Do chickens need vaccines? Well, that depends!
We all want our chickens to be healthy, right? With all the conflicting information out there, you might be completely confused whether your chickens need vaccines or not.
In this article, I’ll be tackling three of the biggest chicken vaccinations. I’ll give you my personal strategies regarding them, and I’ll answer the question: “Do chickens need vaccinations?”
Most chicken vaccines – compared to people vaccines – are not really available to backyard chicken owners.
You might find them available through a vet or a hatchery, but usually they’re given to chickens that are in the layer industry – and those companies employ vets who can administer vaccines. So, they’re more likely to have them available.
Before we discuss this subject, please remember I’m not a vet, and I’m not qualified to give you any sort of veterinary advice. This is just information I’ve learned over the years from raising chickens and I’ve had to make some of these decisions myself.
The purpose of this article isn’t to tell you whether or not you should vaccinate your chickens. You’ll discover the different options available, and then you can go ahead and make a decision yourself about whether or not it’s right for you.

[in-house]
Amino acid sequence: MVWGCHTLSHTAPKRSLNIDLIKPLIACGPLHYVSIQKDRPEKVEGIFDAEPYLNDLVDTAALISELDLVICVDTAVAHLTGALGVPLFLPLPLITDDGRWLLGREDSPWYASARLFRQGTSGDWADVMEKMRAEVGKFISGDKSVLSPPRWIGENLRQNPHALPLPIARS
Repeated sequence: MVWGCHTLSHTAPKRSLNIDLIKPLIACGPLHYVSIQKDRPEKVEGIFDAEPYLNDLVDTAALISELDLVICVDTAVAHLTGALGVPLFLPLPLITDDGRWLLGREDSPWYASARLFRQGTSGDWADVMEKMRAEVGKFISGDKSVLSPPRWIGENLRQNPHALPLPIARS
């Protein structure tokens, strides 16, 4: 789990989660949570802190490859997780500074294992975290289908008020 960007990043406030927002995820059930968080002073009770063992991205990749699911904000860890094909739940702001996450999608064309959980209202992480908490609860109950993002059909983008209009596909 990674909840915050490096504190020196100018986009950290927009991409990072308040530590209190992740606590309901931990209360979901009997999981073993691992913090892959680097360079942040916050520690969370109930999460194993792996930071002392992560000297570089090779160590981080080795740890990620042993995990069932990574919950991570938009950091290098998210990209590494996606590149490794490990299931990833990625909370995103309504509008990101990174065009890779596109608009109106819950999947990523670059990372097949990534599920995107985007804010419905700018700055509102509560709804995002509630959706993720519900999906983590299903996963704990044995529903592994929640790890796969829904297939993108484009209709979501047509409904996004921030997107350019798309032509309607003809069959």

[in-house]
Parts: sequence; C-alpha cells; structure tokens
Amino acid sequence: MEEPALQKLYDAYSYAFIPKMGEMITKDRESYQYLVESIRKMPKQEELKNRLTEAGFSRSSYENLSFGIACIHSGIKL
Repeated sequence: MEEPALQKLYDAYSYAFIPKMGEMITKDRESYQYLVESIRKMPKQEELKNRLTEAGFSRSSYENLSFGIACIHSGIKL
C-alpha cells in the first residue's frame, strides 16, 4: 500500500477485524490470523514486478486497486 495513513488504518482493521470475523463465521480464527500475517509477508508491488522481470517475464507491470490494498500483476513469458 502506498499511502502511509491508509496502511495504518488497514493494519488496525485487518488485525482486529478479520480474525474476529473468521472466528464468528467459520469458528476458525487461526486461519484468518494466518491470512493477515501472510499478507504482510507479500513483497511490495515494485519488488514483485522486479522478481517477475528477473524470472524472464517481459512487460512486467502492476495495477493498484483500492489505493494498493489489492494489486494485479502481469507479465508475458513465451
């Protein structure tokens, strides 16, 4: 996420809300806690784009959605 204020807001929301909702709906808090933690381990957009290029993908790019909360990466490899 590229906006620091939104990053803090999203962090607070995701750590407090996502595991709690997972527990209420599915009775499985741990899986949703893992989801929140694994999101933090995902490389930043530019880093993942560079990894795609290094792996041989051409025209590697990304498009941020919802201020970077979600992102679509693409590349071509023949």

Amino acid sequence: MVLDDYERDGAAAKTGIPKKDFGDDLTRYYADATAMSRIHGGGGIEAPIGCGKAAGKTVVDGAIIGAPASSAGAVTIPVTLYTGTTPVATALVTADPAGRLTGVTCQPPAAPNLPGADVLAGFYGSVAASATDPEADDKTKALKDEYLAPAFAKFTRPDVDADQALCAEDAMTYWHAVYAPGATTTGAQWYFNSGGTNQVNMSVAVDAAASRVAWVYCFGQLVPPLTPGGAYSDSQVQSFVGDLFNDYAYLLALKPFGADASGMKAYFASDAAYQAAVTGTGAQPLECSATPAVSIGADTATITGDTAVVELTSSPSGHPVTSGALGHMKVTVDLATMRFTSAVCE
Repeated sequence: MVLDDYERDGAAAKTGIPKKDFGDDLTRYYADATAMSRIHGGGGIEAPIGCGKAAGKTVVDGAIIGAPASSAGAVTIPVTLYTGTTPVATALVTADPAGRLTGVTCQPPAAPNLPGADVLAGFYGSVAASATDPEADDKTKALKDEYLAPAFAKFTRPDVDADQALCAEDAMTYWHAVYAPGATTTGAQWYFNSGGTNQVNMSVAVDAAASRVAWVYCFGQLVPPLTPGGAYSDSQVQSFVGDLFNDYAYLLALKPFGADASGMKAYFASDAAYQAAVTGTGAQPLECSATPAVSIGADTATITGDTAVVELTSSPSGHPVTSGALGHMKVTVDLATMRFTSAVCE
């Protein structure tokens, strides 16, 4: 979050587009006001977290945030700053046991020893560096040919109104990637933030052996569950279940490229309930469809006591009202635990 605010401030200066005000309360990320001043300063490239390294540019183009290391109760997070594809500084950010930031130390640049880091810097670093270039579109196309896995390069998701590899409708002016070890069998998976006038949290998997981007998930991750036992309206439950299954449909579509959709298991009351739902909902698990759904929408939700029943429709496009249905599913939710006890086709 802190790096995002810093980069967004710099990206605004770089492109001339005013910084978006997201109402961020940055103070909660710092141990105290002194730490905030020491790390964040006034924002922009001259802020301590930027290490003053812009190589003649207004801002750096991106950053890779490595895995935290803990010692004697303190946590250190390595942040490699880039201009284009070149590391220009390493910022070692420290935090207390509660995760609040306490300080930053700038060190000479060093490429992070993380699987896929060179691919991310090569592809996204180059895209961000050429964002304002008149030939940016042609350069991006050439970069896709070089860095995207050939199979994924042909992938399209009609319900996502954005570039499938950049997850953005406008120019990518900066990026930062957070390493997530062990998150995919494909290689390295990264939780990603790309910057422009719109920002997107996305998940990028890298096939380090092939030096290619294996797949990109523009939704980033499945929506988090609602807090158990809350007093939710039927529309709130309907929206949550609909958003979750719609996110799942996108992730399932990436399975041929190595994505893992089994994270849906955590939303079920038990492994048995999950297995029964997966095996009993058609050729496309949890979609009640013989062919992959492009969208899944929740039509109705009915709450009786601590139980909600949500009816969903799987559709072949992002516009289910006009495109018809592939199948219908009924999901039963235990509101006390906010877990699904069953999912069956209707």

Also, in this article, we’re looking at vaccines for layers. There are vaccines for broilers (meat chickens), but in all likelihood, if you’re raising chickens for meat, you probably don’t want to give them any vaccines anyways because it’s likely not part of your lifestyle.
My Go-To Resource For Health Queries
For this article, I’ve pulled information from the Merck Veterinary Manual. If you ever have any questions about different medications for chickens, or even just what the symptoms your chicken is exhibiting might mean, I have personally found the Merck Veterinary Manual to be full of value.
Whenever we encounter an issue on our farm, it’s actually the first resource we go to. If I need to look up a dosage for a medication or if I need to know what medications are available for a specific issue that we’re dealing with, it’s usually where I go. It doesn’t always have all of the answers, but it’s a really good place to start.
The first vaccine that we’ll talk about is the vaccine for Marek’s disease. This is a vaccine you’ll find the most common at hatcheries. There’s no real way to help a chicken if they contract Marek’s.
However, personally, I don’t vaccinate my chickens for Marek’s. There’s no real reason why; I just don’t do it.
We haven’t really had it be an issue on our farm. Maybe one day when it is an issue, I will change my mind. But we’ve been doing this for many years, and it really hasn’t been a problem.
Most hatcheries will offer it. Farm stores don’t, so I wouldn’t go into a farm store and ask if the chicks had been vaccinated for Marek’s when you go to buy them.
I’ve also not heard of any farm store that sells a Marek’s vaccine. It’s something that you would either have to get from a hatchery or from a vet.